Recent Healthcare Data Breaches Highlight Need for More Security - Scott & Scott, LLP says HIPAA Omnibus Rule Increases Fines

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Scott & Scott, LLP says health care data breaches reported in 2013 highlight the need for more diligence and vigilance to combat the growing problem. With fines increasing as a result of HIPAA new omnibus rule that took effect on March 26, companies face increased penalties and need to be more careful.

Robert J. Scott, Managing Partner, Scott & Scott, LLP photo

Robert J. Scott, Managing Partner, Scott & Scott, LLP

Healthcare providers face increased fines under the new HIPAA Omnibus Rule.

Robert J. Scott, Managing Partner, of Scott & Scott, LLP, an intellectual property and technology law firm with a practice area focus on privacy and security, says “The following recent cases of data breach illustrate different ways patient records may be accessed and the importance for healthcare companies and their business associates (sub-contractors, agents, vendors) to shore up access to patient health information”.

Oregon Health & Science University reported on March 25th that a laptop was stolen from a vacation rental home in Hawaii containing medical record numbers, types and dates of surgeries, and names of surgeons of 4022 patients.OHSU noted that they required encryption for laptops used for patient care but the stolen laptop was not because it was used for research purposes. According to OHSU's website this is the second time they have suffered a loss in the last year. In July, OHSU sent letters regarding a burglary in a hospital employee’s home which included a briefcase with a flashdrive containing about 14,000 patients' information along with information about 200 employees.

A Walgreens Company, Crescent Healthcare, notified patients on February 21 that an unauthorized person or persons gained access to their Anaheim Billing Center offices and stole computers and other paper records containing names, addresses, phone numbers, social security numbers, health insurance information, date of birth, and medical information.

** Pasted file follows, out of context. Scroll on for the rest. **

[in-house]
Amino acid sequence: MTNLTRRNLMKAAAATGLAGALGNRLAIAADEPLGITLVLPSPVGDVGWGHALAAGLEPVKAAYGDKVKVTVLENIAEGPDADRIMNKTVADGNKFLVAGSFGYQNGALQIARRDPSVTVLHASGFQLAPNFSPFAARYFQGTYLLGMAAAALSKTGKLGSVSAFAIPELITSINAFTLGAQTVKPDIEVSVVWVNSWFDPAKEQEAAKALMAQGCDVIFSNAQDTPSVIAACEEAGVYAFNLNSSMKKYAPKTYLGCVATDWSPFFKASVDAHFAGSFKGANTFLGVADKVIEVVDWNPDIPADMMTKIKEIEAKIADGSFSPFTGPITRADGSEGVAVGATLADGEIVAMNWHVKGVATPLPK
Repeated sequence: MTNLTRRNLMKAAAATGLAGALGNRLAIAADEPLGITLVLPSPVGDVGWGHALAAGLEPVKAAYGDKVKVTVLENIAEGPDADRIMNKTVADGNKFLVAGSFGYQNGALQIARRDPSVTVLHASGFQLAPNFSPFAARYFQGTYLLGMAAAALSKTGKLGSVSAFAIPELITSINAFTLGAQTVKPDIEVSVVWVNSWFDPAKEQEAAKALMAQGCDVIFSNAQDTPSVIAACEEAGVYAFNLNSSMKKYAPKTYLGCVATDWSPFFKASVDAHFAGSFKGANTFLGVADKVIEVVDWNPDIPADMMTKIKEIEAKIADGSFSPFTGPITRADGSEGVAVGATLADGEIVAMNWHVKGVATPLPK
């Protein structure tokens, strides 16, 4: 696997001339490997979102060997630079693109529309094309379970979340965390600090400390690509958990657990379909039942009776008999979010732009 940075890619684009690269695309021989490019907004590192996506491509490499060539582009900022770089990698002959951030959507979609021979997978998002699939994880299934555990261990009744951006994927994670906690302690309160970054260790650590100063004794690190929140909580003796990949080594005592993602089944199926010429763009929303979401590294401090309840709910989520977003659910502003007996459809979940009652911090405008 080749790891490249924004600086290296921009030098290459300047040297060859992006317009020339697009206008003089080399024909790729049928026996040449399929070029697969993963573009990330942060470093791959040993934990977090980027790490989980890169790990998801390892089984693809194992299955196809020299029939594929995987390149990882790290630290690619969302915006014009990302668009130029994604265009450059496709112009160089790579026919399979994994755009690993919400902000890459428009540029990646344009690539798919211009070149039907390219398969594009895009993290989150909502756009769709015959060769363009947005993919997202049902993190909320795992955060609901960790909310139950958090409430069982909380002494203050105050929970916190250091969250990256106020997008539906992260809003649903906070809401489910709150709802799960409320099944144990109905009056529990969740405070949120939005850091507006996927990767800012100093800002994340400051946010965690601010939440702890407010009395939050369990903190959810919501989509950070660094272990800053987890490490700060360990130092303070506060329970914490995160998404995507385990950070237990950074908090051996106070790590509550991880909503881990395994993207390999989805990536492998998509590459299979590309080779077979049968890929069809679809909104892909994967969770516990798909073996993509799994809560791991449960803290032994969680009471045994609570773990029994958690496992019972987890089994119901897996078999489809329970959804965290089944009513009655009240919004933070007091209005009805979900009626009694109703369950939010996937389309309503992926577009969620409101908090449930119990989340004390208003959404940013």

A Wisconsin three-hospital health system, Froedhert, sent notification letters the week of February 12th that a virus infected an employee’s computer and may have obtained information including patient’s names, addresses, phone numbers, dates of birth, medical record numbers, health insurance information and social security numbers in some cases.

On February 12th, the United States Attorney for the Southern District of Florida, announced that Salita St. Simon, a senior clerk at the Palm Beach County Health Department was arrested on charges of identity theft. According to the criminal complaint, for approximately the last year, the clerk obtained patient identification information, including more than 2800 patient names, and other personal data from the department’s computer system and gave that information to her accomplices to file fraudulent tax returns.

On March 26th, the U.S. Department of Health and Human Services update to the Health Insurance Portability and Accountability Act of 1996 (HIPAA) and HITECH Act of 2009 went into effect that include changes in how healthcare organizations and their business associates handle data breaches.

Scott & Scott, LLP believes the changes, especially the substantial fine increase from $25,000 to an annual cap of $1.5 million, and new reporting requirements for covered entities and business associate should encourage healthcare providers to put security on their priority list.

Health care providers, health plans, and other entities that have access to personal health information should take immediate steps to implement and train staff on the new rules even though enforcement does not start until September 23.

About Scott & Scott, LLP
Scott & Scott is an intellectual property and technology law firm dedicated to helping senior executives assess and reduce the legal, financial, and regulatory risks associated with information technology issues. An innovative approach to legal services, Scott & Scott believes that collaboration between legal and technology professionals is necessary to solve and defend against the complex problems our clients face, including privacy and network security, IT asset management, software license compliance, and IT transactions. Legal and technology professionals work in tandem to provide full-service representation. By combining these resources, Scott & Scott is better able to serve clients' needs than law firms and technology services firms working independently of one another. Visit Scott & Scott online at http://www.scottandscottllp.com.
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Anita Scott
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